In August 1999, a ‘Consortium’ led by International Water Ltd, wholly owned by Bechtel at the time was the sole bidder for a 40-year Concession Agreement over the water systems.  That same month, the Consortium formed Aguas del Tunari (AdT), a Bolivian corporation established to meet Bolivian laws and control the SEMAPA and other water systems.

September 3, 1999, in closed meeting negotiations, the Bolivian government signed a $2.5 billion contract with Aguas del Tunari (Tunari Waters), and it should be understood that they were the sole/ONLY bidder to buy and operate the water systems.

November 1, 1999: Tunari Waters raised rates on water bills by “35 to 200%.”  Tunari entered the 40-year contract (wow – talk about control) with the Bolivian government and assured it’s investors a 15-17% return of investment (ROI) per year and that water rates would increase with the US Consumer Price Index.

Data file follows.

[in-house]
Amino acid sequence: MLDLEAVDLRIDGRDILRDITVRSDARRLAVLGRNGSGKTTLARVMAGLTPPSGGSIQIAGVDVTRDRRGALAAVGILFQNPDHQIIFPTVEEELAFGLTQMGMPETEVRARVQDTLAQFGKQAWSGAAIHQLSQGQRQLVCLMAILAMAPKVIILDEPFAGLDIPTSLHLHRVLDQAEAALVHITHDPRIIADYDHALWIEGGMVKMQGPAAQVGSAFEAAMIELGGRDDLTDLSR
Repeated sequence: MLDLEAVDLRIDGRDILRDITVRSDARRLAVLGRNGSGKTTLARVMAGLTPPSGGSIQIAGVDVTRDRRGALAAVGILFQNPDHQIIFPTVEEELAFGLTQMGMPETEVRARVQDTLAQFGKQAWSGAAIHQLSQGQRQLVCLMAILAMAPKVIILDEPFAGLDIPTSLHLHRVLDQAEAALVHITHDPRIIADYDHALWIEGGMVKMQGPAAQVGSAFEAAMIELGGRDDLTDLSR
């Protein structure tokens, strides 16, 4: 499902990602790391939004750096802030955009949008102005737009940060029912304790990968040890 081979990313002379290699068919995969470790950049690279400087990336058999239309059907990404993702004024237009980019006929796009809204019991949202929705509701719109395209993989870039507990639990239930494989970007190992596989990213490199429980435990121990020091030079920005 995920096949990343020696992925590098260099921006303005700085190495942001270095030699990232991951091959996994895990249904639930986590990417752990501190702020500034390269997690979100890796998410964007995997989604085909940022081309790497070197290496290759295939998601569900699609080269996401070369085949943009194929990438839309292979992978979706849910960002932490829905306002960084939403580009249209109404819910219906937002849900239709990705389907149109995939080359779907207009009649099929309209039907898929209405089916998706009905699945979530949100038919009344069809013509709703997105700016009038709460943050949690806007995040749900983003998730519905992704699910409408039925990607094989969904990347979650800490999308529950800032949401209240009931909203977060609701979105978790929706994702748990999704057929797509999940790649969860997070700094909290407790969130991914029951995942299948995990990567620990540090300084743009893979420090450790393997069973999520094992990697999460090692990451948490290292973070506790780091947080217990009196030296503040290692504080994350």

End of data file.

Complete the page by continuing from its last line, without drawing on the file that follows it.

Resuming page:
November 4, 1999: the Coordinadora organization (or Committee for the Defense of Water and Life) called for strikes and blockades at AdT.

November 17, 1999: the Cochabamba newspaper Opinión, published an article stating, ‘within 45 days of rate increases, calls are made for the annulment of the contract.’

November 28, 1999: AdT put out a rebuttal advertisement in the Opinión.   According to Transnational Dispute Management, AdT stated that its ‘subscribed capital’ of ‘$25 million’ was subject “to what is established in the Political Constitution of the Bolivian State and to all the laws that regulate its activity.”

January 2000: Residents of Cochabamba received their first water bills, what had significant rate increases for many.  AdT rolled back rates for most customers due to protests.